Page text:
Joint Honours graduate employment and the students’ prior educational advantage
Averaging over all universities in the UK, we demonstrated a tendency for both single honours and joint honours graduates from higher participation POLAR4 quintiles to be more likely to be in a graduate job, i.e., students who were more educationally advantaged prior to going to university, were then also more likely to secure a graduate job following graduation, their advantage persisting over the course of a university education.
We found that the lowest POLAR4 quintile (most educationally disadvantaged) graduates who had studied at the Russell Group, had a higher graduate employment rate than either single or joint honours graduates who had studied at Post-92 universities. The lowest quintile graduates of the Russell Group had a higher rate of graduate employment than the highest quintile graduates from Post-92 universities, for both single and joint honours graduates. This finding led us to consider the employers’ perspective in future research to explore structural disadvantages that might be affecting graduate employment.
We also showed that there was a smaller graduate employment gap between single honours and joint honours graduates, the higher their POLAR4 quintile. The smallest graduate employment gap was found in graduates from POLAR4 quintile 5 (most educationally advantaged) and the largest gap in graduates from POLAR4 quintile 1 (least educationally advantaged).
The distribution of joint honours students studying at the Russell Group and Post-92s
Examining the Russell Group and Post-92 universities as two distinct groups, a quite different profile emerged of the employment gap between single and joint honours degrees, compared with the national picture. In both the Russell Group or Post-92 universities, the graduate employment gap between the single and joint honours graduates remained consistent, regardless of the POLAR4 quintile. Secondly, the gap was larger in Post-92 universities than the Russell Group.
The different profile at the national level therefore required explanation, and we were able to demonstrate that the proportion of POLAR4 quintile 5 joint honours graduates from the Russell Group was disproportionately high and, in any quintile, there were proportionately more joint honours graduates from the Russell Group, compared with single honours graduates, and increasingly so the higher the quintile.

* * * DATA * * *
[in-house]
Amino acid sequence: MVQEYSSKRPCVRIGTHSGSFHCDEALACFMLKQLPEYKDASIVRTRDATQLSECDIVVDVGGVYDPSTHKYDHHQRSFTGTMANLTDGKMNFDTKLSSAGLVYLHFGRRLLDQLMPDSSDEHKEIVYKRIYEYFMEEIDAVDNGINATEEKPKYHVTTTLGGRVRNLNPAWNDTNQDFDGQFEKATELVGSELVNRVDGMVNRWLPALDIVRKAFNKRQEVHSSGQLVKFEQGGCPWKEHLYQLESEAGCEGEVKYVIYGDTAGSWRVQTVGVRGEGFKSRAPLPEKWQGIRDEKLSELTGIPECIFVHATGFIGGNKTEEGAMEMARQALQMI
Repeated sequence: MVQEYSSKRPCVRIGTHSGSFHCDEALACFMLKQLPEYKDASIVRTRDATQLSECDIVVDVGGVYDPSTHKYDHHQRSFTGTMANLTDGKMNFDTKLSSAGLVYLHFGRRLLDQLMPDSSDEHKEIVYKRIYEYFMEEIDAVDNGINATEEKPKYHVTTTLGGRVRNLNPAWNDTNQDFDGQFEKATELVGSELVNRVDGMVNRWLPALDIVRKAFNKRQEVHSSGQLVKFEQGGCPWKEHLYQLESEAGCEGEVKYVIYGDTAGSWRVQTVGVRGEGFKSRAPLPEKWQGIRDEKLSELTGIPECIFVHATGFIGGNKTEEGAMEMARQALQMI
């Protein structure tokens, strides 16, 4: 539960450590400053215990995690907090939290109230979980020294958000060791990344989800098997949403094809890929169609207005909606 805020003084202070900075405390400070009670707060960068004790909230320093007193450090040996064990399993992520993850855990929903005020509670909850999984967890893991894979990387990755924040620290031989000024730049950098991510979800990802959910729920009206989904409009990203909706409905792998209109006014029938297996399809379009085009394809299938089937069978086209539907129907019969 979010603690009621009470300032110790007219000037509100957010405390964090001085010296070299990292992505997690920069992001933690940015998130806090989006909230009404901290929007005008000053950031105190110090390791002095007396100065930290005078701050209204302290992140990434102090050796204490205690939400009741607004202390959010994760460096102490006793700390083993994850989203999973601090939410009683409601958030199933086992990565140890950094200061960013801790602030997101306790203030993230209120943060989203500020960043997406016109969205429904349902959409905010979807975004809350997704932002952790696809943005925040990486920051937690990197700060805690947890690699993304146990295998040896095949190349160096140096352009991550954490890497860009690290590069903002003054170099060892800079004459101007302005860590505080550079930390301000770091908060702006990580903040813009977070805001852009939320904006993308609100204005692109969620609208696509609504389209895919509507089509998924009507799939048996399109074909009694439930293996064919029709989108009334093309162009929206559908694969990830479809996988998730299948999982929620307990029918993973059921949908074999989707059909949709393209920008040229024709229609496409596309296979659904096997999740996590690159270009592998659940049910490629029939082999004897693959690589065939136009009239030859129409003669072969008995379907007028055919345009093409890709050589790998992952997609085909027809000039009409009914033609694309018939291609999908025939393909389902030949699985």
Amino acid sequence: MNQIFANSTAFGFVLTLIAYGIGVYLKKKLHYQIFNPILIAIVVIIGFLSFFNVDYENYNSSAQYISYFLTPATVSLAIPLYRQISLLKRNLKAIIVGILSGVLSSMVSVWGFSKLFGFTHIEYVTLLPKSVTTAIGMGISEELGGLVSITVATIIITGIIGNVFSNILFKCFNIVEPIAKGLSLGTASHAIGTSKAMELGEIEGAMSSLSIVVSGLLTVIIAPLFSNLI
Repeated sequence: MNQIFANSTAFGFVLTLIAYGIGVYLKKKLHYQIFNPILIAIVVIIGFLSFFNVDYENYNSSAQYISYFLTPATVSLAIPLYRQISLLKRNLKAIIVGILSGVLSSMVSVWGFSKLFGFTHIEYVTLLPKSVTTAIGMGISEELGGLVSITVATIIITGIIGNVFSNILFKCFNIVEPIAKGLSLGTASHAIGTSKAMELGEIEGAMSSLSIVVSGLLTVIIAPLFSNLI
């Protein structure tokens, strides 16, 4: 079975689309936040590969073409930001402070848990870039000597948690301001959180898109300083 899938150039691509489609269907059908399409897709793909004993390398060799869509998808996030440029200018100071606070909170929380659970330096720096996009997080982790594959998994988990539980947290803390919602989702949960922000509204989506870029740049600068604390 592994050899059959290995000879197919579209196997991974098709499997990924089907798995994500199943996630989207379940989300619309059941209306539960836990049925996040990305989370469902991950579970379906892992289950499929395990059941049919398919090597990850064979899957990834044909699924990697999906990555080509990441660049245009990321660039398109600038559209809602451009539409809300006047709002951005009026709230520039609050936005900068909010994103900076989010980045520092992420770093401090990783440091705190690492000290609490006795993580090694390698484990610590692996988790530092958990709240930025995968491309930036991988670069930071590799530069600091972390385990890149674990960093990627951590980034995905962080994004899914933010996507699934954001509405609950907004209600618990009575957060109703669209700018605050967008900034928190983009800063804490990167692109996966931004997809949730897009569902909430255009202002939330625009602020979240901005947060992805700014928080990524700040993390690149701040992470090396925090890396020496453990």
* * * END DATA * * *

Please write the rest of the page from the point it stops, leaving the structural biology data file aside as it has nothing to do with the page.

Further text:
The effect of this was that in the Russell Group, the rate of increase in the proportion of joint honours graduates for the higher quintiles was faster than the rate of increase in the proportion of single honours graduates in the higher quintiles. This resulted, at the national level, in a smaller graduate employment gap between single honours and joint honours graduates, the higher the POLAR4 quintile. Explaining the national level data by investigating the distribution of high and low quintile graduates in the Russell Group and Post-92 universities was important, in avoiding wrongly concluding that high quintile joint honours graduates were somehow more successful, relative to single honours, in securing graduate roles than low quintile graduates.
Interestingly, our data show that at both Russell Group and Post-92 universities, there is a persistent gap in employment outcomes between single and joint honours graduates across all POLAR quintiles.
In our next research project, we went on to consider the effect of UCAS tariff and classification of degree achieved, on subsequent graduate employment.
At the University of Derby, the most recent HESA Widening Participation indicators show that in 2019/20 the university has 23.8 per cent of its UK domiciled young full-time undergraduate entrants from the lowest POLAR quintile (most educationally disadvantaged). This compares to 11.8 per cent for England as whole, so just over double the proportion. Therefore, social mobility is in our institutional DNA, and enabling all students to achieve their career ambitions drives our learning and teaching strategy, with our applied research informing the curriculum.